Mythological Themes in In Just

Mythological Themes in In Just

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Mythological Themes in In Just

Many poems use mystical creatures to tell stories. From mermaids, to sirens, and
goat-footed balloonMen. A good example of the use of these mystical creatures can be
seen in the poem "In Just-." The creature used is this goat-footed balloonMan. He helps
condense a story into a poem, while condensing the story this creature also attracts the
reader's imagination and keeps him or her intrigued meanwhile maintaining a politeness
to the reader by taking vulgar words out of the poem.
This balloonMan condenses a story of a man that lured small children into his grip
to molest them. If a reader dissects this poem enough they can come to the conclusion
that a man disguise himself as a nice man an attracts small children, turns on them and
molest them. How else to describe a nice man other than a balloonMan. As young
children are intrigued with floating balloons. Describing this balloonMan as goat-footed
is very precise. In many myths goat-feet represent the devil. Using this myth of goat-feet
as a symbol of the devil shows that this "balloonMan" is not as nice of a balloonMan as a
child would expect. As you can see the writer uses the fraise the "goat-footed
balloonMan" to describe a nice man that lures little kids in and then turns of them.
The writer knows that he has to help the readers imagination develop into thinking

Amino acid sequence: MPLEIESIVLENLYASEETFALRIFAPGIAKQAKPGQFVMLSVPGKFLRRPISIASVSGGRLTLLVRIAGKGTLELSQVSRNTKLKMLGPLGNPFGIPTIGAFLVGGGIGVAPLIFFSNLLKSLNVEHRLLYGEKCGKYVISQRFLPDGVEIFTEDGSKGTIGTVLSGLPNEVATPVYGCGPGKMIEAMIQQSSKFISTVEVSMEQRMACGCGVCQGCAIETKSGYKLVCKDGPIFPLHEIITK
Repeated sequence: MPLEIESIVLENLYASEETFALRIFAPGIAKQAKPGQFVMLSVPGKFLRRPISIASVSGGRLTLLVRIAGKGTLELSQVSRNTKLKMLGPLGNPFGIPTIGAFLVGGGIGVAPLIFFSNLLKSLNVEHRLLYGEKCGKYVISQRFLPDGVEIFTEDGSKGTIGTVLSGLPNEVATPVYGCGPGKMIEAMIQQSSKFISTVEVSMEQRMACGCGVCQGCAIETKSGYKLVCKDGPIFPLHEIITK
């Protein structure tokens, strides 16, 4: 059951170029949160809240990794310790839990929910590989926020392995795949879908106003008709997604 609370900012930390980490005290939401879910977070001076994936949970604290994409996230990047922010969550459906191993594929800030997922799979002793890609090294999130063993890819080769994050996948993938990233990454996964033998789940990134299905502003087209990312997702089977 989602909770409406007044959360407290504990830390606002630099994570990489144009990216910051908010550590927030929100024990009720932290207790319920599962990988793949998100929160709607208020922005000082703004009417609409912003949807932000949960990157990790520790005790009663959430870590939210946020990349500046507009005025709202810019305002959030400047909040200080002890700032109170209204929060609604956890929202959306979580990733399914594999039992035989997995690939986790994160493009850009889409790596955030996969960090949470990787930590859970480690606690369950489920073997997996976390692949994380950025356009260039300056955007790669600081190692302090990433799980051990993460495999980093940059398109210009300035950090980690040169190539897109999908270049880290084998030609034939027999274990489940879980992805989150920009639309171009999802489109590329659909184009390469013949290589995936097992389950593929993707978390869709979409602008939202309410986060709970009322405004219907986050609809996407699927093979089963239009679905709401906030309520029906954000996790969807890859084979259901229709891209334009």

his way. He uses the term balloonMan to let us know this man is around kids and
interacting with them as well. By taking goat-footed and adding this before the title
"balloonMan" shows that you can associated the balloonMan with the devil or something
awful along that line. Now there is a deviled man luring children in by his balloons he is
associated with. Not only does the writer use goat-footed in the poem, he uses words
such as queer, and wicked. This gives the reader the assumption that this man is up to no
good with these children.
Politeness is a key factor to author in telling the story of this vicious child
molester. Not many people want to read of a man that disguises himself as fun, and with
some sort of child's lure to help him hurt and abuse these innocent children. By using
this title balloonMan the writer keeps a discreet overview of this story. It lets the reader
use his or her imagination to determine what this creature is trying to do.

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Without any
disguise of a balloonMan and just using the title of a child molester the reader would have
to read no further than after the fact this man calls the children away from their tasks to
interact with him and his wicked ways. You are never reading a very descriptive story of
a child molester but that of a wicked goat-footed balloonMan. It is a little more
acceptable to the reader because at one point we were little children drawn to the man
holding the balloons at the circus.
This poem "In Just-" has a great use of a mythological creature to tell a story that
we would probably not rather hear. After all when you look at the story of a Mermaid
that comes and takes a man back into the sea with her, no man wants to admit that he is in
love that much with a woman to die for her. No person wants to hear of a child which we
all were children at one point get lured into a distasteful episode with a child molester.
The writer uses this awful creature in a remarkable way of describing this monster of a
man while not telling a story that is long and unentertaining to the reader but pleasing to
the reader.
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